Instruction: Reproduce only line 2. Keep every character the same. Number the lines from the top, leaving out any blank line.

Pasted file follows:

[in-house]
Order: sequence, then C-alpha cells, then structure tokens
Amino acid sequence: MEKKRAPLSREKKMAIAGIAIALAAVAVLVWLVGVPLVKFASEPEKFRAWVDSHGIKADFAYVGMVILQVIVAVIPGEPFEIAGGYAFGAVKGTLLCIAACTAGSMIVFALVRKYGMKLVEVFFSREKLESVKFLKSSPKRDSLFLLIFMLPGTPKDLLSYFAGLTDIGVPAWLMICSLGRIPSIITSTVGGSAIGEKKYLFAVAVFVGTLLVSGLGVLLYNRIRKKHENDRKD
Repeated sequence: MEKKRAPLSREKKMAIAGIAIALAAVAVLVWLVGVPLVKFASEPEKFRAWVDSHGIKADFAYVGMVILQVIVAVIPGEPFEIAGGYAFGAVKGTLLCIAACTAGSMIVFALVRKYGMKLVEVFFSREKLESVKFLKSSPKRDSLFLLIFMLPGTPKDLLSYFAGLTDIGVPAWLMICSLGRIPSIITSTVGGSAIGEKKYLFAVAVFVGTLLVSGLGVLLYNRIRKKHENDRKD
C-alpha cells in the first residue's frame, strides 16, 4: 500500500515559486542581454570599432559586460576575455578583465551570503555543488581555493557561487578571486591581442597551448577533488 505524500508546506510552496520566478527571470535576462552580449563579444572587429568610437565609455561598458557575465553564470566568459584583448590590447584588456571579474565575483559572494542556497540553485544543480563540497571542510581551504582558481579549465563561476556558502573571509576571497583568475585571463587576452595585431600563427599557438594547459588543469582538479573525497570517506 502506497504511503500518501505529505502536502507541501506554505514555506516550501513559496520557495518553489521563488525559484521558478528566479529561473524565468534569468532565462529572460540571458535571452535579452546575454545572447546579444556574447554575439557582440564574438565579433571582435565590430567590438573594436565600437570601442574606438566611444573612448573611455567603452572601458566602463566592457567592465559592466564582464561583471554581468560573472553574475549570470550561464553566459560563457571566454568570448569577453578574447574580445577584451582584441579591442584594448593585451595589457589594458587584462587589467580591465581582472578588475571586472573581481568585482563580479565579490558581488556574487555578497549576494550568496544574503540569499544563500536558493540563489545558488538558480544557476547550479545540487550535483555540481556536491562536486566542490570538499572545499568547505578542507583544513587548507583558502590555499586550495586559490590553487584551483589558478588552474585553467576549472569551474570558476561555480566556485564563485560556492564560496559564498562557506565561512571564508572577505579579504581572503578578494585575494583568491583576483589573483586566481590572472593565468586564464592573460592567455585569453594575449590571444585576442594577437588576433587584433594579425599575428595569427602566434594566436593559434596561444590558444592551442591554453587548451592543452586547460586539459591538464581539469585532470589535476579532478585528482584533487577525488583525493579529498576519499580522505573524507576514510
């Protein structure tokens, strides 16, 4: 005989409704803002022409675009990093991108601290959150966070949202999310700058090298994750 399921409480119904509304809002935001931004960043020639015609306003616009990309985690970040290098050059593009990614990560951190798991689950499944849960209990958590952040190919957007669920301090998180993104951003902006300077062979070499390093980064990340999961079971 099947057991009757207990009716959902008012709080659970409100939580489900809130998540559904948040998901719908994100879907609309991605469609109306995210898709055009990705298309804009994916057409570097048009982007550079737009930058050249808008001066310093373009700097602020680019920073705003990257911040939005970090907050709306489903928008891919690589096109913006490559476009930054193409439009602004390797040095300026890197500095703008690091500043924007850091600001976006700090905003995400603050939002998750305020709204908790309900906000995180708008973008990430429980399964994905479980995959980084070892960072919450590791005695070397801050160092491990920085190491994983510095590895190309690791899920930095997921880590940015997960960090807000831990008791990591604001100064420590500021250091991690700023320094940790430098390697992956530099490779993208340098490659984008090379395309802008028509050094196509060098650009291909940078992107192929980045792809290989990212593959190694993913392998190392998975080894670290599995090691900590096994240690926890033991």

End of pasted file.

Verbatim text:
Order: sequence, then C-alpha cells, then structure tokens